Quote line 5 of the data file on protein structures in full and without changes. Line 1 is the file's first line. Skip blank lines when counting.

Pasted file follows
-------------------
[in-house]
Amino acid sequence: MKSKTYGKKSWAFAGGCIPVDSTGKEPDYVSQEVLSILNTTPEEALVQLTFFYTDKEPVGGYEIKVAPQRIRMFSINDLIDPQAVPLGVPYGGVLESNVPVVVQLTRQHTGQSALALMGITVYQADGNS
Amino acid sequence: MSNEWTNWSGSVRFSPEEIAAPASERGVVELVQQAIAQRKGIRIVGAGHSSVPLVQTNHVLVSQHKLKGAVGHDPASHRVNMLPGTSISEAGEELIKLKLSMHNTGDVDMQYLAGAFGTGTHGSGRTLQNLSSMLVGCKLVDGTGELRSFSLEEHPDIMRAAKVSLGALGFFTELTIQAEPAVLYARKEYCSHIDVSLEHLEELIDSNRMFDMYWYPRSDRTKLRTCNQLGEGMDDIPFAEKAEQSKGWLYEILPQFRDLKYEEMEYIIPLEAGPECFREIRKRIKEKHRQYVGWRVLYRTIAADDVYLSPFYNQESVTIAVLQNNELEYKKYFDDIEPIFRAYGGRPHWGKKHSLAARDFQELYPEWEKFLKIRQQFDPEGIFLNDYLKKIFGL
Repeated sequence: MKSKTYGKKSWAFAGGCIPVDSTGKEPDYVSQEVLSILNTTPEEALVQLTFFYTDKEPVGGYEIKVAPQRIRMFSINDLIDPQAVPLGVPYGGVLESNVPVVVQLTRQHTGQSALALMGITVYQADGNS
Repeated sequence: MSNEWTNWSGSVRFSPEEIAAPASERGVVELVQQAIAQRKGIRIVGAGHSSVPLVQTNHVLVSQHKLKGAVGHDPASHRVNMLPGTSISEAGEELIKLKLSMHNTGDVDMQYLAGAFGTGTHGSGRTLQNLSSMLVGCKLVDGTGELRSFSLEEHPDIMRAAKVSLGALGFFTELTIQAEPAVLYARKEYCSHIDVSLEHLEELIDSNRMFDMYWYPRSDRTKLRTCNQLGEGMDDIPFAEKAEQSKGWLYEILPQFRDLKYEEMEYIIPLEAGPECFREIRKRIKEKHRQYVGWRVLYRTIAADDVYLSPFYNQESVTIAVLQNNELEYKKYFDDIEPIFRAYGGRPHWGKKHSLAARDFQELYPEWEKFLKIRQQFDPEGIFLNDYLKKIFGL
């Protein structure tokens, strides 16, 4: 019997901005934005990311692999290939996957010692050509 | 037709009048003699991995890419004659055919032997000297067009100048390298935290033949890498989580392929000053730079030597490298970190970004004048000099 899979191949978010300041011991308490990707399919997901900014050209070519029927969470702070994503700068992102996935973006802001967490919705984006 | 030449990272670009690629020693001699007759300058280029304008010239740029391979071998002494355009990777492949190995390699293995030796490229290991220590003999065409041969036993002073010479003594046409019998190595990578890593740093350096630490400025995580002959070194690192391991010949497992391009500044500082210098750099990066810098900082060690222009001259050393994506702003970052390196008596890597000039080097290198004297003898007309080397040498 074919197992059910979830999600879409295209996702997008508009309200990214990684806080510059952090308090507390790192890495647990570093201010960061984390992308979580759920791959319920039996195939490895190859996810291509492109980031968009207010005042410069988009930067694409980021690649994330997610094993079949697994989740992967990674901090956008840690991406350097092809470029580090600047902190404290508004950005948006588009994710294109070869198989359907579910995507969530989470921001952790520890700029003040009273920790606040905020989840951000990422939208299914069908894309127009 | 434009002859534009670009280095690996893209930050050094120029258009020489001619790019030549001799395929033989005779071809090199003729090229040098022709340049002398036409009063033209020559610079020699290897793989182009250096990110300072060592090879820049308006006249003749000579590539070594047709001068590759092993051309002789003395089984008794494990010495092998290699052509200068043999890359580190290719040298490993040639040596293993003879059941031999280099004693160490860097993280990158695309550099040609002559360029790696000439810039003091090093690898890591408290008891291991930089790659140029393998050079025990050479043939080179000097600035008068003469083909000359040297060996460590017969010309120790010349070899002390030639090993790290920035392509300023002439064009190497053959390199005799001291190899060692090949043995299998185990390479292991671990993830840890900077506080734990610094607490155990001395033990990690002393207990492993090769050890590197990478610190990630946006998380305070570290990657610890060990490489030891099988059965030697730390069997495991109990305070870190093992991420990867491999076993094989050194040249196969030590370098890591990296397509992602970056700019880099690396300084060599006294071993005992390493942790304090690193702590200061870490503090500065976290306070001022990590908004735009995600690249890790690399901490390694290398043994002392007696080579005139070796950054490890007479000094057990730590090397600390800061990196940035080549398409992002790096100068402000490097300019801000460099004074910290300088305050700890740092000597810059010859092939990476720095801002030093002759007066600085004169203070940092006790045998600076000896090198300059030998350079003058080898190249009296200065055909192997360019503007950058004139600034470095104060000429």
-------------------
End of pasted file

Repeated sequence: MSNEWTNWSGSVRFSPEEIAAPASERGVVELVQQAIAQRKGIRIVGAGHSSVPLVQTNHVLVSQHKLKGAVGHDPASHRVNMLPGTSISEAGEELIKLKLSMHNTGDVDMQYLAGAFGTGTHGSGRTLQNLSSMLVGCKLVDGTGELRSFSLEEHPDIMRAAKVSLGALGFFTELTIQAEPAVLYARKEYCSHIDVSLEHLEELIDSNRMFDMYWYPRSDRTKLRTCNQLGEGMDDIPFAEKAEQSKGWLYEILPQFRDLKYEEMEYIIPLEAGPECFREIRKRIKEKHRQYVGWRVLYRTIAADDVYLSPFYNQESVTIAVLQNNELEYKKYFDDIEPIFRAYGGRPHWGKKHSLAARDFQELYPEWEKFLKIRQQFDPEGIFLNDYLKKIFGL